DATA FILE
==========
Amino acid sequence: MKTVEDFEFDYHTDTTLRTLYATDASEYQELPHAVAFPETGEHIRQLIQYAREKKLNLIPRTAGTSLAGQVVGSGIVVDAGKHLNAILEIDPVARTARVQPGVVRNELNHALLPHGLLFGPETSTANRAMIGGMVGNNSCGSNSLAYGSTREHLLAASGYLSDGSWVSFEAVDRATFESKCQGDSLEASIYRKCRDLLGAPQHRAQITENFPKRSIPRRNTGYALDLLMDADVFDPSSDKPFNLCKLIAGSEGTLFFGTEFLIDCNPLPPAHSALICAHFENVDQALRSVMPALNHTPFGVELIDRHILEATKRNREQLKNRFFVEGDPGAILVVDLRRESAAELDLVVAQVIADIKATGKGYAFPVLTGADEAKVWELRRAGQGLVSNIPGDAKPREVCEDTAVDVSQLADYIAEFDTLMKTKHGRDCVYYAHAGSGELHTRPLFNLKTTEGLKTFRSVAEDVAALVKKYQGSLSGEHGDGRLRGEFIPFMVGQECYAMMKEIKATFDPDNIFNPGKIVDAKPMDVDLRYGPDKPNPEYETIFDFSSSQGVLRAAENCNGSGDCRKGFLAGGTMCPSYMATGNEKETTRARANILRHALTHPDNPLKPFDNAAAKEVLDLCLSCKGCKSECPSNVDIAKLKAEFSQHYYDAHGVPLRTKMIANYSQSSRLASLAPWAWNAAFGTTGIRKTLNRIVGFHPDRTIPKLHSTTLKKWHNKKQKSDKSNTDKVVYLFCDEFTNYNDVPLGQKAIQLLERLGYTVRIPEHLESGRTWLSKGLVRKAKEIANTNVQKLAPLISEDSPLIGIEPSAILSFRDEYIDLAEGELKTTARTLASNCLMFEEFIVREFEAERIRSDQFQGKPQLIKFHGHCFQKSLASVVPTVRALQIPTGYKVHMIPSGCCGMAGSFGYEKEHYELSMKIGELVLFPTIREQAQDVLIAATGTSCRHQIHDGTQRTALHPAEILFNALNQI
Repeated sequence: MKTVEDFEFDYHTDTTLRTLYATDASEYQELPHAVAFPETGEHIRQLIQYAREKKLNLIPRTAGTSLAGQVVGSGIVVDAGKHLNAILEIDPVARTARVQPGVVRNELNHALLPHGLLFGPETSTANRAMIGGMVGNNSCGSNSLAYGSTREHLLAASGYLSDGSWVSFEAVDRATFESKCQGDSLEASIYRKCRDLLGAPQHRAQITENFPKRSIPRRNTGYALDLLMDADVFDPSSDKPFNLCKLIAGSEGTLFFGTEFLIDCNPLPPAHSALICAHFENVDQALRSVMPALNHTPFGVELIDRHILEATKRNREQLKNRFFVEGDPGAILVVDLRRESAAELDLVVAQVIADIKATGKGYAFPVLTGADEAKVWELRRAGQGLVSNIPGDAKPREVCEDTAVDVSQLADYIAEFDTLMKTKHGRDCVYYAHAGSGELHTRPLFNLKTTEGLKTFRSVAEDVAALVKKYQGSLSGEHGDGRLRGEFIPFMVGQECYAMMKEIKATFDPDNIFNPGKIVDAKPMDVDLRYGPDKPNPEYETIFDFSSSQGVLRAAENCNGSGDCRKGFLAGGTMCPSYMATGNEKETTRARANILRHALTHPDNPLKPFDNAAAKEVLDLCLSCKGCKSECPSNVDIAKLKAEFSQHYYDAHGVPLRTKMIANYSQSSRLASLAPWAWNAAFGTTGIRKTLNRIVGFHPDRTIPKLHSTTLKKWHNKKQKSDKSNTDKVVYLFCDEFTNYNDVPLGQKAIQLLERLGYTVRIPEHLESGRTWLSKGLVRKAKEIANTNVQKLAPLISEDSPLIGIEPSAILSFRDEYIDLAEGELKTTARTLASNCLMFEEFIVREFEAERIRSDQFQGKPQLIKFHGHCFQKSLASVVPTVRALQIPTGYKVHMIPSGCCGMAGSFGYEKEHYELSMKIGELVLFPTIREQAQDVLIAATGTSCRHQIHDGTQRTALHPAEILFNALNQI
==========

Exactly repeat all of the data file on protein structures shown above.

Amino acid sequence: MKTVEDFEFDYHTDTTLRTLYATDASEYQELPHAVAFPETGEHIRQLIQYAREKKLNLIPRTAGTSLAGQVVGSGIVVDAGKHLNAILEIDPVARTARVQPGVVRNELNHALLPHGLLFGPETSTANRAMIGGMVGNNSCGSNSLAYGSTREHLLAASGYLSDGSWVSFEAVDRATFESKCQGDSLEASIYRKCRDLLGAPQHRAQITENFPKRSIPRRNTGYALDLLMDADVFDPSSDKPFNLCKLIAGSEGTLFFGTEFLIDCNPLPPAHSALICAHFENVDQALRSVMPALNHTPFGVELIDRHILEATKRNREQLKNRFFVEGDPGAILVVDLRRESAAELDLVVAQVIADIKATGKGYAFPVLTGADEAKVWELRRAGQGLVSNIPGDAKPREVCEDTAVDVSQLADYIAEFDTLMKTKHGRDCVYYAHAGSGELHTRPLFNLKTTEGLKTFRSVAEDVAALVKKYQGSLSGEHGDGRLRGEFIPFMVGQECYAMMKEIKATFDPDNIFNPGKIVDAKPMDVDLRYGPDKPNPEYETIFDFSSSQGVLRAAENCNGSGDCRKGFLAGGTMCPSYMATGNEKETTRARANILRHALTHPDNPLKPFDNAAAKEVLDLCLSCKGCKSECPSNVDIAKLKAEFSQHYYDAHGVPLRTKMIANYSQSSRLASLAPWAWNAAFGTTGIRKTLNRIVGFHPDRTIPKLHSTTLKKWHNKKQKSDKSNTDKVVYLFCDEFTNYNDVPLGQKAIQLLERLGYTVRIPEHLESGRTWLSKGLVRKAKEIANTNVQKLAPLISEDSPLIGIEPSAILSFRDEYIDLAEGELKTTARTLASNCLMFEEFIVREFEAERIRSDQFQGKPQLIKFHGHCFQKSLASVVPTVRALQIPTGYKVHMIPSGCCGMAGSFGYEKEHYELSMKIGELVLFPTIREQAQDVLIAATGTSCRHQIHDGTQRTALHPAEILFNALNQI
Repeated sequence: MKTVEDFEFDYHTDTTLRTLYATDASEYQELPHAVAFPETGEHIRQLIQYAREKKLNLIPRTAGTSLAGQVVGSGIVVDAGKHLNAILEIDPVARTARVQPGVVRNELNHALLPHGLLFGPETSTANRAMIGGMVGNNSCGSNSLAYGSTREHLLAASGYLSDGSWVSFEAVDRATFESKCQGDSLEASIYRKCRDLLGAPQHRAQITENFPKRSIPRRNTGYALDLLMDADVFDPSSDKPFNLCKLIAGSEGTLFFGTEFLIDCNPLPPAHSALICAHFENVDQALRSVMPALNHTPFGVELIDRHILEATKRNREQLKNRFFVEGDPGAILVVDLRRESAAELDLVVAQVIADIKATGKGYAFPVLTGADEAKVWELRRAGQGLVSNIPGDAKPREVCEDTAVDVSQLADYIAEFDTLMKTKHGRDCVYYAHAGSGELHTRPLFNLKTTEGLKTFRSVAEDVAALVKKYQGSLSGEHGDGRLRGEFIPFMVGQECYAMMKEIKATFDPDNIFNPGKIVDAKPMDVDLRYGPDKPNPEYETIFDFSSSQGVLRAAENCNGSGDCRKGFLAGGTMCPSYMATGNEKETTRARANILRHALTHPDNPLKPFDNAAAKEVLDLCLSCKGCKSECPSNVDIAKLKAEFSQHYYDAHGVPLRTKMIANYSQSSRLASLAPWAWNAAFGTTGIRKTLNRIVGFHPDRTIPKLHSTTLKKWHNKKQKSDKSNTDKVVYLFCDEFTNYNDVPLGQKAIQLLERLGYTVRIPEHLESGRTWLSKGLVRKAKEIANTNVQKLAPLISEDSPLIGIEPSAILSFRDEYIDLAEGELKTTARTLASNCLMFEEFIVREFEAERIRSDQFQGKPQLIKFHGHCFQKSLASVVPTVRALQIPTGYKVHMIPSGCCGMAGSFGYEKEHYELSMKIGELVLFPTIREQAQDVLIAATGTSCRHQIHDGTQRTALHPAEILFNALNQI